Vermont Castings stoves may be particularly attractive because they're made of 100 percent recycled materials and produced with renewable energy. They also come with a limited lifetime warranty on all castings, combustion systems and door glass. However, before you buy from an online retailer, make sure you can get local warranty service.
If you want a wood stove with a more modern look, consider the Quadra-Fire brand of steel-plate stoves. Some Quadra-Fire wood stoves are approved for use in mobile homes and can heat a very large area. For example, the Millennium 4300 (Est. $1,950) can heat up to 3,000 square feet and accommodates logs up to 20 inches long. The smaller Millennium 2100 (Est. $1,550) accepts up to 16-inch logs and heats as much as 2,100 square feet. The mid-range Millennium 3100 (Est. $1,750) heats up to 2,600 square feet and accommodates 18-inch logs.
For an even more modern look, try space-saving vertical designs that seem to be more popular -- and much easier to find -- in Europe than in the U.S. The sleek, Danish-made Rais Opus (Est. $5,600) won the 2008 Vesta award for best new wood stove. Its innovative design lets you add up to 20 optional soapstone blocks (Est. $600) for more efficient, long-lasting heat. However, it's only rated for heating about 1,150 square feet at temperatures of -4 degrees Fahrenheit.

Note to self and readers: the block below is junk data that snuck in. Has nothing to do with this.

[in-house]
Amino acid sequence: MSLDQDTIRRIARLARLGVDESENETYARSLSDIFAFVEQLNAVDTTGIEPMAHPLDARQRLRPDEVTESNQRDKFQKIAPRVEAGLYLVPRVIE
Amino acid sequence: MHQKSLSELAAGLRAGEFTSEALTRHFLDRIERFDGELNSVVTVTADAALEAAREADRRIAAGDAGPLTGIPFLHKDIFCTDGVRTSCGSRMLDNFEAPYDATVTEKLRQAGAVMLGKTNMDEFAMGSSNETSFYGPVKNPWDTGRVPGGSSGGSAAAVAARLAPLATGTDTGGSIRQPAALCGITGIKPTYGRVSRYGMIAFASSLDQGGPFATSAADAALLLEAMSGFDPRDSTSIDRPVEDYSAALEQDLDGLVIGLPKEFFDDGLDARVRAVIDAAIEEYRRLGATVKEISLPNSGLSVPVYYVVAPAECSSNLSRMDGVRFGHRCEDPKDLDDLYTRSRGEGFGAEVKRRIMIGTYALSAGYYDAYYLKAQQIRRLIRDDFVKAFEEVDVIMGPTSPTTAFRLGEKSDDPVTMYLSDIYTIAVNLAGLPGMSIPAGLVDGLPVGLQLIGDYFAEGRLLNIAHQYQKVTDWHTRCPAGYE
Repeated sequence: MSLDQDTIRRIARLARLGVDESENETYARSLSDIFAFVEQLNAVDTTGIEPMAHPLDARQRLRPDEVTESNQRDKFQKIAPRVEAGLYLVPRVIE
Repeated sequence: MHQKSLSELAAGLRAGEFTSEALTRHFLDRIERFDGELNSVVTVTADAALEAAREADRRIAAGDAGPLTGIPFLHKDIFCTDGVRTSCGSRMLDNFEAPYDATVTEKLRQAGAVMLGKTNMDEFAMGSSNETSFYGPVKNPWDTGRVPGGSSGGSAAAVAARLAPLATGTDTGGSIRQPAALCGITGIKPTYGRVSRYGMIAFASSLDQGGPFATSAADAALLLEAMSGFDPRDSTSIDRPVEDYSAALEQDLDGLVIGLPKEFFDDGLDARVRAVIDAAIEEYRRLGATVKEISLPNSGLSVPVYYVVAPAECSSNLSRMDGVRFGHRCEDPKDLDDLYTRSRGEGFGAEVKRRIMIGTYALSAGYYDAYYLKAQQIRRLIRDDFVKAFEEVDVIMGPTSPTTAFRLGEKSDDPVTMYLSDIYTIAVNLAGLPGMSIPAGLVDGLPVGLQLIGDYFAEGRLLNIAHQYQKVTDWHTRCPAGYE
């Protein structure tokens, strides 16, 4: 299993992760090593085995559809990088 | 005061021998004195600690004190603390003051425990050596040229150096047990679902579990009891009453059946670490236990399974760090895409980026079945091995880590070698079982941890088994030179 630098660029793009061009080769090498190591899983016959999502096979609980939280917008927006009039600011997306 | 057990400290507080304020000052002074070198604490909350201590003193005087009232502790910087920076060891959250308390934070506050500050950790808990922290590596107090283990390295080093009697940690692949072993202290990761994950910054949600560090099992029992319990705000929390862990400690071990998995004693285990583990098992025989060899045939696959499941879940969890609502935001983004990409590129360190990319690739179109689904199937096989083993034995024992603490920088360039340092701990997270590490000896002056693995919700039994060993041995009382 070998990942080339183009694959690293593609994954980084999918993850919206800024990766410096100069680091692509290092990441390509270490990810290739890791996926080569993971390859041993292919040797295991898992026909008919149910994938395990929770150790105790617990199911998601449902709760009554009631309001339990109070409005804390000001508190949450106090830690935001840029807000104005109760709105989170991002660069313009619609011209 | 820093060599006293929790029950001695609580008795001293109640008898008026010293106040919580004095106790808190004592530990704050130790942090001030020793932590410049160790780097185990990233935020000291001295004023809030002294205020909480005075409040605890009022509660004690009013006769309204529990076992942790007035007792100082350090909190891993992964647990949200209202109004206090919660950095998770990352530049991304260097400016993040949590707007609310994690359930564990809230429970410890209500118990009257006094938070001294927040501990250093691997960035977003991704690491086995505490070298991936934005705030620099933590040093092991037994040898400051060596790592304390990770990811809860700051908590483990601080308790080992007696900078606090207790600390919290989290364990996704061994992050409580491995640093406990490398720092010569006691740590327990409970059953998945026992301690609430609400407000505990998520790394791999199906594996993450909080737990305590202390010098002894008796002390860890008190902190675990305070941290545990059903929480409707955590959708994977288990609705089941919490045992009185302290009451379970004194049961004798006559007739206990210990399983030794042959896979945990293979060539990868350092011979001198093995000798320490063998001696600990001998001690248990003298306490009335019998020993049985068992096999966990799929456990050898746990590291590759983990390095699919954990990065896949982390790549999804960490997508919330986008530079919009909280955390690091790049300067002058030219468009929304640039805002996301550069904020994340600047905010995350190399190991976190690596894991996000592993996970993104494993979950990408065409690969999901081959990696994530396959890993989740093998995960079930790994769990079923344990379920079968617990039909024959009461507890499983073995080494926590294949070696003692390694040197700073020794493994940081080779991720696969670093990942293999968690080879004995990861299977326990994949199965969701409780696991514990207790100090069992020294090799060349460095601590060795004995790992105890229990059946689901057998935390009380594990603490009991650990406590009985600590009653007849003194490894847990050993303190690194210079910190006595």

The best buy we found for $1,000 or less is the US Stove 2000 (Est. $1,000) , a plate-steel model that produces as much as 89,000 Btu and can heat up to 2,000 square feet. In return for that much heat in this price range, however, you can expect some quirks. One of the biggest is an oddly shaped firebox with a too-small door; if you want to get the promised 21-inch-long pieces of wood in there, they must be split quite small.
Other owners say the US Stove 2000 drafts only in the front -- so the back corners won't burn well -- and that it's easy to overfire. Reviewers add that the ash pan is too small, so ashes pile up quickly and restrict the airflow. On the upside, the US Stove 2000's firebox is firebrick-lined and it has a built-in 100 cfm blower, although said blower can get loud. Assembly is quick and easy at about 15 minutes, and the US Stove 2000 is both EPA-certified, with emissions of 3.69 grams per hour, and approved for use in a mobile home.
If you're heating only a small space, it's worth considering some of the smaller versions of Vermont Castings' EPA-certified wood stoves, which are sometimes sold at big-box stores. For example, the non-catalytic Vermont Castings Aspen (Est. $800) heats up to 600 square feet, but the trade-off is relatively low efficiency at just under 70 percent and high emissions of 4.3 grams per hour. The Aspen's cast-iron construction helps it radiate heat longer than budget stoves made of sheet steel.